Why do they just work? In my opinion it has to be the lack of preinstalled third party software. This is one of two major reasons people hate the performance of a Windows computers they buy from an OEM manufacture. Sony, Acer, HP, Compaq have been doing Microsoft such a disservice for many years they cripple your brand new state of the art computers with bloated software. This biggest issue this causes is that many users don’t even know it’s not a part of the operating system. Many of us computer users who are asked to fix peoples PCs, are left bashing our heads against the table when we look at a users computer and see 30 system tray icons. The average user doesn’t know this is a problem, well this is a huge problem that’s where all of your CPU is going that’s where all of your RAM is going. This is the major reason why people think Macs perform so well they aren’t preloaded with anything more then what comes from Apple. Furthermore none of those things that are loaded that you don’t want load on start up. So it really doesn’t matter that they are there, they simple occupy disk space not active system resources. The second big place that OEMs ruin the users experience are low RPM low performance hard drives 5400rpm. I would be hard pressed to find many third party manufactured computers that come equipped with fast hard drives 7200rpm, exceptions being mainly gaming PCs. This has been a downfall of OEM PCs for years, this is one of the major places that home brewed PCs easily picked up speed. The best places to improve performance of your OEM computer is to; A) Clean the system of all bloat applications that run in the background, antivirus, anti-spyware, etc. I’m not advocating none just limit yourself to one or minimal. B) Replace your hard drive with a faster one 7200rpm or if your willing to spend the money a shiny new Solid State Drive. Yes this can be a daunting upgrade for many users. To ensure success make sure you have burned your recovery disks. Most images included with computers can be loaded directly onto your new drive. Backup user data then simply remove your old drive (DO NOT ERASE DATA) install the new one attempt to reimage the system. If you have issues you can go back without losing data. If you have issues and want help BestBuy or your local computer store should be able to help you get Windows going on your new drive. C) Add system memory (RAM) this is yet another place OEMs like to save money. This is a harder upgrade for many identify your type of memory and making sure you have the right kind is critical. In general the best way to ensure proper memory is to look at the existing modules and read them carefully. Make sure to get the exact same kind, that the new memory won’t put you over the main board limit, and that you have the proper OS for the new amount (Note going over 4GB requires a 64-Bit OS)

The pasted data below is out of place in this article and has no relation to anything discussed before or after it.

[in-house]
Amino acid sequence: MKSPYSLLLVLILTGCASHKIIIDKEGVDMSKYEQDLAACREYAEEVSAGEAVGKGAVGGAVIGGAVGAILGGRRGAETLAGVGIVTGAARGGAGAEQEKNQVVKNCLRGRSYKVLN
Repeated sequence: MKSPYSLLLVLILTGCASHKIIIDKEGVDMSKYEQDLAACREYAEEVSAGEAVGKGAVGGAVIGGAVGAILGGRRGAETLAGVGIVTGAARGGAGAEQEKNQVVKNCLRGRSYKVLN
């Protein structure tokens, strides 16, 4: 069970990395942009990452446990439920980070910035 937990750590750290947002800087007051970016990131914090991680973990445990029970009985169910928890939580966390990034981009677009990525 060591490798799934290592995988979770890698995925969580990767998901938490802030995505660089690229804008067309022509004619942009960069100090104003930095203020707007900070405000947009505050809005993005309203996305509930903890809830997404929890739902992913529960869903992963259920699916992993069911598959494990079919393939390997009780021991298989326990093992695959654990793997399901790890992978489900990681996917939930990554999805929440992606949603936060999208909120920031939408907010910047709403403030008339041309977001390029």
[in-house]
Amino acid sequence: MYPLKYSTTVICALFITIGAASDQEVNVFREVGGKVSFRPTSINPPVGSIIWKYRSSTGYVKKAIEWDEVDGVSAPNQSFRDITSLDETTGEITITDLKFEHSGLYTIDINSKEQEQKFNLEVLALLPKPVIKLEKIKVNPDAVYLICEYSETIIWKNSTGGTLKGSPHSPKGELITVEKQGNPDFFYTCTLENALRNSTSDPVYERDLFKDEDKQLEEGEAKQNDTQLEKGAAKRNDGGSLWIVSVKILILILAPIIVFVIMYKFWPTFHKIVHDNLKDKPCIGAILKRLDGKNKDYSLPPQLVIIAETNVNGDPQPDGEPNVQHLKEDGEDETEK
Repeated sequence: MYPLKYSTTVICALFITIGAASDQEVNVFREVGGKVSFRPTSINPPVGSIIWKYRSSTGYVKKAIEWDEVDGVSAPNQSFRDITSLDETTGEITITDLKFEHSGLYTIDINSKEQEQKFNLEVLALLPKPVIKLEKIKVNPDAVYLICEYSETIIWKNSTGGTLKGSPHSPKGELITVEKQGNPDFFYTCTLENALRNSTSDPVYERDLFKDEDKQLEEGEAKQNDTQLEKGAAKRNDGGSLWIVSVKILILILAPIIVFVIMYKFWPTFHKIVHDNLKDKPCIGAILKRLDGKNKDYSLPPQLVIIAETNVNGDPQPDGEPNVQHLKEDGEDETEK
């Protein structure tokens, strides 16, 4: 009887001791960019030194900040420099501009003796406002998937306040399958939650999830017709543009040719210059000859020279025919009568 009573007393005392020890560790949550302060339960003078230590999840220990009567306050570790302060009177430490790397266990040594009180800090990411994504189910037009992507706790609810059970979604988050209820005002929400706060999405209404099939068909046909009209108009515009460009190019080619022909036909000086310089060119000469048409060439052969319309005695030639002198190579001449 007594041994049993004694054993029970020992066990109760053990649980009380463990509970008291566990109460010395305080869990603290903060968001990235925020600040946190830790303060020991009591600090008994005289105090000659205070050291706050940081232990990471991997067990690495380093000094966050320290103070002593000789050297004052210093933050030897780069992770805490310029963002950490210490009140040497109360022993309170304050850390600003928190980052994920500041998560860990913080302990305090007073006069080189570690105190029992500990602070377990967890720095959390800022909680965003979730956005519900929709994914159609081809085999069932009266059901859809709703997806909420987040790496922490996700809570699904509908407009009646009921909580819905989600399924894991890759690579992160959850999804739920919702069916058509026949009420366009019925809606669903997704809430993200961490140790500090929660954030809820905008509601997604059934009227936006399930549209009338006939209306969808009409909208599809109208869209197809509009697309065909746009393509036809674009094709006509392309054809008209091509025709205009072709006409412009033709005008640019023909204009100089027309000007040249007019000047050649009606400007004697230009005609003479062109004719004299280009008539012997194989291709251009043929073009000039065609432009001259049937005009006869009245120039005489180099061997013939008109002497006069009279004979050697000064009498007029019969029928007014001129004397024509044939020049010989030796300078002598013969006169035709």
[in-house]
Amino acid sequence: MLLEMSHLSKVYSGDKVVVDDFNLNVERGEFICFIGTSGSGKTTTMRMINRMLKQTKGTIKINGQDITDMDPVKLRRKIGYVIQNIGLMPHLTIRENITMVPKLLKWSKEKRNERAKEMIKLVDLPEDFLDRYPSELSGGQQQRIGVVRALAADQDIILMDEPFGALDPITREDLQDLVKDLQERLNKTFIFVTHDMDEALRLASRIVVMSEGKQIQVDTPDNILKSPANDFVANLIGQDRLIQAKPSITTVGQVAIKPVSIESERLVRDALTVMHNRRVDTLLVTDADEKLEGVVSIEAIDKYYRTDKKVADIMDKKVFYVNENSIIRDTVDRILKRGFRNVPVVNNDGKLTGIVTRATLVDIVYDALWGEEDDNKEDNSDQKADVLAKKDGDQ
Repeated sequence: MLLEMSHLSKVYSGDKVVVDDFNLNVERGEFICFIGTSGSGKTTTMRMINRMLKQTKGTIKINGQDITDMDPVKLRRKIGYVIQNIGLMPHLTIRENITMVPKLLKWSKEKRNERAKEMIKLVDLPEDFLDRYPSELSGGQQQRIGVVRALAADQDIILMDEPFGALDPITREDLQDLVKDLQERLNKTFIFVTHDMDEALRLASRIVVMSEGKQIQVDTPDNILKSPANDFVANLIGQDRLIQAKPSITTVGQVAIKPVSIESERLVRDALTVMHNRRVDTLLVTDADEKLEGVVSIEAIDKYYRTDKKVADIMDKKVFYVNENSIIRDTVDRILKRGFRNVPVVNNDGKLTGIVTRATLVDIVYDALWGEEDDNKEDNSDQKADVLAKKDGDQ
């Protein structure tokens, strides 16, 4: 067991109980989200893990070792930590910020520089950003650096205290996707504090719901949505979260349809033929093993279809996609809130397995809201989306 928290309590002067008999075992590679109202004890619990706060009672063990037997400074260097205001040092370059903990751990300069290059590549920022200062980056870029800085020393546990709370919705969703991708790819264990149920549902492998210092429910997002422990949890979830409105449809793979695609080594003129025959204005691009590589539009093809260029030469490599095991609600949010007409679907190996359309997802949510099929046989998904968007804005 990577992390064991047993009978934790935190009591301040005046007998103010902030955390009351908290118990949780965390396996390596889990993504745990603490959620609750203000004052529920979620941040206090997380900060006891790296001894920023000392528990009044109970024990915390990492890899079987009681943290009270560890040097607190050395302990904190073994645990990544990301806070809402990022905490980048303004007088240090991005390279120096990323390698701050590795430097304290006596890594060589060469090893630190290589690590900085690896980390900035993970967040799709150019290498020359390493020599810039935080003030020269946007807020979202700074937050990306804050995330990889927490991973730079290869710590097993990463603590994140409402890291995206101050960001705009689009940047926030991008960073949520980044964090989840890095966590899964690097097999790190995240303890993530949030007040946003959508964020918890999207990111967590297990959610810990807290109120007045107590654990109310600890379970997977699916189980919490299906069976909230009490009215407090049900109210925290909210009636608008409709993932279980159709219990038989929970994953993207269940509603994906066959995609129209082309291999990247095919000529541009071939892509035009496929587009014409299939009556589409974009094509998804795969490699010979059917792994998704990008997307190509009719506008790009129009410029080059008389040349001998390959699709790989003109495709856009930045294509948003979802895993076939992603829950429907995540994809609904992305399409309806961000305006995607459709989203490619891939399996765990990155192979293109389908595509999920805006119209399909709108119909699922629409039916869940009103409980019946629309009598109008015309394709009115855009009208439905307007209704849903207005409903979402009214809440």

Please comment and note if I have overlooked any major details.

If I have feedback asking for it I may write Part II: What can Google Android learn from Apple, Windows Phone 7 and Windows Mobile 6.x

Mac Mini (Late 2008 Edition)

Tech Specs:
Late 2008 Mac Mini
Intel Core 2 Duo T5600 1.83Ghz
1GB DDR2 667 upgraded to 4GB DDR2 667
160GB 5400rpm upgraded to 128gb Patriot Warp v3 SSD
1TB MiniStack External
Acer x223h 21.5″ 1920×1080 LCD
Mimo 7″ USB LCD
OS X 10.5 upgraded to OS X 10.6

System Description & Comments:
When I bought this it was my first Apple product. I have been a Windows user for many years but I’ve found OSX to be a incredibly powerful OS that is very easy to pick up and use quickly. My only real complaint with Apple is that none of the upgrades I made with the exception of my OS upgrade are available from Apple. They are crippling their own computers but not offering upgrade options let alone at competitive prices. Once I put 4gb of RAM in and a SSD this is an absolute rocket it feels far faster then a 1.8ghz dual core should. These are the resources that Apple should strive to get into every system they make. If they did this then there would be no question who made the fastest computers in the world. But their price gouging and closed upgrade system keeps holding them back. I find it crazy and stupid on Apples part that they did not offer the upgrades I made at any cost. Despite the fact that they offer SSD drives in their MacBook air and Pro. Please note Apple if you quit cutting corners on memory and putting 5400rpm drives in your products people could see what they truly can do. Never underestimate what more RAM and an SSD can do to your computer.